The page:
New bacteria found in UK waters due to rising sea temperatures

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Vibrio bacteria was found in shellfish samples from Chichester Harbour (Getty Images/iStockphoto)
Vibrio bacteria was found in shellfish samples from Chichester Harbour (Getty Images/iStockphoto)

New bacteria species have been found in sea around the UK as warmer waters lead to “growing diversity” in their family, according to a new study.

Researchers warned this could lead to health risks for humans, with some Vibrio bacteria causing illness – such as stomach bugs if eaten in raw or undercooked shellfish – and skin infections.

The study, led by the University of Exeter, found UK waters were seeing a greater diversity of this species and even detecting two strains – Vibrio rotiferianus and Vibrio jasicida – for the first time.

Vibrio species can often be found in UK waters in summer, when temperatures are more favourable for them,” said Dr Sariqa Wagley, one of the study’s authors.

“With sea-surface temperatures rising due to climate change, Vibrio activity in the waters is more common, and the diversity of Vibrio species is now increasing.”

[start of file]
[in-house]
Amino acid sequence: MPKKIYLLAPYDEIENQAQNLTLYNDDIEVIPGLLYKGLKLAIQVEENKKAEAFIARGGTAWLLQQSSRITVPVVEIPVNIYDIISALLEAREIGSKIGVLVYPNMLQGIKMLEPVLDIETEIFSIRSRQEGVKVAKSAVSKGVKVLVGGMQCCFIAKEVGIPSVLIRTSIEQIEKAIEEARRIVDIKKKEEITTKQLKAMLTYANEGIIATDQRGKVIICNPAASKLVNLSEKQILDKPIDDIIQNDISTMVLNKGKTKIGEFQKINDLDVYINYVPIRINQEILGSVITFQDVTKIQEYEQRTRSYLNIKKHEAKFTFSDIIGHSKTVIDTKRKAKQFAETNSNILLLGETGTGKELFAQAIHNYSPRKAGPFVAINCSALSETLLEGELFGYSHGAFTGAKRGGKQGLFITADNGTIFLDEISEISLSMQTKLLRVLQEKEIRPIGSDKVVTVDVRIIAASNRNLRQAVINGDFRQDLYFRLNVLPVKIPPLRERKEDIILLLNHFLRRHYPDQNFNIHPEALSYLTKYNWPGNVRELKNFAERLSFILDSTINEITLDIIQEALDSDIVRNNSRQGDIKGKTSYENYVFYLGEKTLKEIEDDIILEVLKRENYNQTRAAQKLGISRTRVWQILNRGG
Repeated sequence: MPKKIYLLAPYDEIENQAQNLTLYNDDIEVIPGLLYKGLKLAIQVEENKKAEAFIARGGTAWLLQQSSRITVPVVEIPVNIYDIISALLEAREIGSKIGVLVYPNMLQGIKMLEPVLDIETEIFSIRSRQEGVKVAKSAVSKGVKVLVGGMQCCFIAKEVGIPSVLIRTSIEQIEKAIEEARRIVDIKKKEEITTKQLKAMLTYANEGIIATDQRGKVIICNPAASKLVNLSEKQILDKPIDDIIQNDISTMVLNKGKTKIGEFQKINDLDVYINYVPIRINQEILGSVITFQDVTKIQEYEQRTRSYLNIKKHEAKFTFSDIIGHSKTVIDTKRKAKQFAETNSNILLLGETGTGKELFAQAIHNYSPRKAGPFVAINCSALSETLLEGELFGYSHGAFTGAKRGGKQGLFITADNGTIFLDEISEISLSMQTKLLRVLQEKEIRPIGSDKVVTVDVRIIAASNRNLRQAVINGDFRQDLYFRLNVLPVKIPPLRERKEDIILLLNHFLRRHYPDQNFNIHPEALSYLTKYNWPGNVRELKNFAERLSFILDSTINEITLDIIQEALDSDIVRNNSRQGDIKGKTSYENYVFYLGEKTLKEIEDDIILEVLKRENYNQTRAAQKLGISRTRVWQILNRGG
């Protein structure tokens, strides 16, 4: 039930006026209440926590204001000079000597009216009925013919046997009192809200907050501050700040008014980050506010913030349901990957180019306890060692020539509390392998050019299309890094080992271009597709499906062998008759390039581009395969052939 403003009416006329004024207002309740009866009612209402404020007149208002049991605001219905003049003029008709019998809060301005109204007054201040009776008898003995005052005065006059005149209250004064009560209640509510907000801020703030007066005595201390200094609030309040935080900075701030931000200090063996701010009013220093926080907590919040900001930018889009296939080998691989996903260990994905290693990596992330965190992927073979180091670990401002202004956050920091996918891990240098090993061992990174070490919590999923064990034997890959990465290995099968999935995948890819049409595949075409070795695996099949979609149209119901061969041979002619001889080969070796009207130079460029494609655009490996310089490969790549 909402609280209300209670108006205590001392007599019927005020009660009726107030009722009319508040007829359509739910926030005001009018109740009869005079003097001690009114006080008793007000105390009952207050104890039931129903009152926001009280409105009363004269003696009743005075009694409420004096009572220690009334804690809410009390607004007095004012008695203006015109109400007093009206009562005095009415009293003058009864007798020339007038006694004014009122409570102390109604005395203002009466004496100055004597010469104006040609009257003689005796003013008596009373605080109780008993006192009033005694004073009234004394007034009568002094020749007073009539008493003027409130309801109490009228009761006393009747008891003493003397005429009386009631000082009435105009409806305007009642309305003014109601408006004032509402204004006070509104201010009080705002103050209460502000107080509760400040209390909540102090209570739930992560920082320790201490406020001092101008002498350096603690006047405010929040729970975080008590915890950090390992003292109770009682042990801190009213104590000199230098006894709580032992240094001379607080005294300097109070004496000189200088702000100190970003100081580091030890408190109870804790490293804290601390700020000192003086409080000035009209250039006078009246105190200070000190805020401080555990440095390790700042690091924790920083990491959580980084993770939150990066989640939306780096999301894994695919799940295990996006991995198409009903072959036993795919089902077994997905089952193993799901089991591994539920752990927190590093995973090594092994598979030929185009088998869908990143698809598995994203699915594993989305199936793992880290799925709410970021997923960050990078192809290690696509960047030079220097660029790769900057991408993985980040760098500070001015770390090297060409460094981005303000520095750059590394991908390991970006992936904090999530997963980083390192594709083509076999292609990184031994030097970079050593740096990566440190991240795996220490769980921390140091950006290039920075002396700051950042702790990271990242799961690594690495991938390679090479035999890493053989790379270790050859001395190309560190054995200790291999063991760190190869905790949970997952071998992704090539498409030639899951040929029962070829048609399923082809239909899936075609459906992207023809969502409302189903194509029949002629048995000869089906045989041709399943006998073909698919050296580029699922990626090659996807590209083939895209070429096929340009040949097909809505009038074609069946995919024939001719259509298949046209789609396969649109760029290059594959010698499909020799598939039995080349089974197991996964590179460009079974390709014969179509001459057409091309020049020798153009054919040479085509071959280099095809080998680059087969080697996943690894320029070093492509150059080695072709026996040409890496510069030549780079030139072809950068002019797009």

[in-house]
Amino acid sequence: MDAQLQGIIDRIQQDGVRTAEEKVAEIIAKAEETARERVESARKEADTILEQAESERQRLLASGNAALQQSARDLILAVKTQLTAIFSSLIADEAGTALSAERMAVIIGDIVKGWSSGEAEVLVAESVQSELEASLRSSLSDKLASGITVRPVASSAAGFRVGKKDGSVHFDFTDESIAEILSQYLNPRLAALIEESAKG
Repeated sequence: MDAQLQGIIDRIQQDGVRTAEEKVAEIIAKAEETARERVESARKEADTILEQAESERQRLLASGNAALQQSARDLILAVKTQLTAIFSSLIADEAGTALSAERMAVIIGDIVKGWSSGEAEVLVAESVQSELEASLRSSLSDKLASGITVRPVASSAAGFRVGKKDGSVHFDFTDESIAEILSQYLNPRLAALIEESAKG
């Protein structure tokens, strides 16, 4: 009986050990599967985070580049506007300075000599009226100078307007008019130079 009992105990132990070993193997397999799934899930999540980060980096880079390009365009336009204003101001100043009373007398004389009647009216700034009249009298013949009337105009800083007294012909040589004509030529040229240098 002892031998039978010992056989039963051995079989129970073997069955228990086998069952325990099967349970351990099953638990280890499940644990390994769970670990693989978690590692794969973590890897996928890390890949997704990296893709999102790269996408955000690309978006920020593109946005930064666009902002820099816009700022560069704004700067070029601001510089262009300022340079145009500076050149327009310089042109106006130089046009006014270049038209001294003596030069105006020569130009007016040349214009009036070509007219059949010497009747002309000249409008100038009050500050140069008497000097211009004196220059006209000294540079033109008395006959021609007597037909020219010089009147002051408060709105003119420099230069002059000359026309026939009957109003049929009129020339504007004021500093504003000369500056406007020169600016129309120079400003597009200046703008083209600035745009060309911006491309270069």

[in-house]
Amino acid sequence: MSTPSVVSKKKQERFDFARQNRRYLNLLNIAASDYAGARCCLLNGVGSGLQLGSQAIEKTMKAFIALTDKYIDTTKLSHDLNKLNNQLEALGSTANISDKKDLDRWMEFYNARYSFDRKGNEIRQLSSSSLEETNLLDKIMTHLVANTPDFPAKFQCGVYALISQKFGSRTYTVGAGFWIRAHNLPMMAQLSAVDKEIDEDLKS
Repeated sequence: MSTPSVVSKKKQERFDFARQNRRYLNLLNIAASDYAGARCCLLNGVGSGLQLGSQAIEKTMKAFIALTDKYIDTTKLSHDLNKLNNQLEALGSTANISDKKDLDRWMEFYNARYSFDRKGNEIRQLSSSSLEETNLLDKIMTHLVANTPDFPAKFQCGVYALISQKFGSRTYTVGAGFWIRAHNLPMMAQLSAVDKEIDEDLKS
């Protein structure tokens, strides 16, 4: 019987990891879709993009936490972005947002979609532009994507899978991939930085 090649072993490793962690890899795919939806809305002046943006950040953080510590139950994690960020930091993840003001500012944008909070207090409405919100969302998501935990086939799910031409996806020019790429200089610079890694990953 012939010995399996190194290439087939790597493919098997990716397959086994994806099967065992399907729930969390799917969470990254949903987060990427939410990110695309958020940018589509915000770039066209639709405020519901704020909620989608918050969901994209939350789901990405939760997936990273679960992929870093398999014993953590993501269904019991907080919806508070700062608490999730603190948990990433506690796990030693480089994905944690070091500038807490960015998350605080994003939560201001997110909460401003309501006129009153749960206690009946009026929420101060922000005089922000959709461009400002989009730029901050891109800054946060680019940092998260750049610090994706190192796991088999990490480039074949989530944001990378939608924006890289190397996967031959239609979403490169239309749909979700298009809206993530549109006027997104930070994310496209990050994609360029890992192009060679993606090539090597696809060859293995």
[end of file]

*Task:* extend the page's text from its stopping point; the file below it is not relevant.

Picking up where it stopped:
The study, published in journal Water Research, said this has led to a “worldwide surge” of infections linked to this virus in humans and acquatic animals.

It looked at sea surface temperatures around the UK to identify conditions that would be favourable for Vibrio bacteria to live and grow.

Researchers then collected samples of shellfish from four sites used by the industry and tested them for Vibrio bacteria.

Species that can cause illness in humans were detected in samples from three of these: Chichester Harbour, Osea Island and Whitstable Bay.

Dr Wagley said: “Increasing abundance and diversity of Vibrio bacteria creates health risks not only for people eating seafood, but for those using the sea for recreation purposes – either due to swallowing infected seawater or from the bacteria entering exposed wounds or cuts.

Vibrio bacteria are also a threat to a variety of marine species including shellfish themselves.”

Authorities in the US said last year a bacteria species from the Vibrio family was behind numerous instances of dead fish washing ashore or floating in waterways.

A man also died after being infected by a rare Vulvio bacterium in the US in 2018.

Dr Wagley said the latest UK study’s findings support the “hypothesis that Vibrio-associated diseases are increasing and are influenced by the rise in sea-surface temperature”.

She added: “We need to monitor this situation closely, to protect human health, marine biodiversity and the seafood industry.”

Dr Luke Helmer, from the Blue Marine Foundation, said: “The impacts of climate change on the marine environment are likely to be widespread.

“Understanding how these changes will affect ecologically and commercially important species and the people that rely on them will be crucial moving forward, in order to mitigate against them.”

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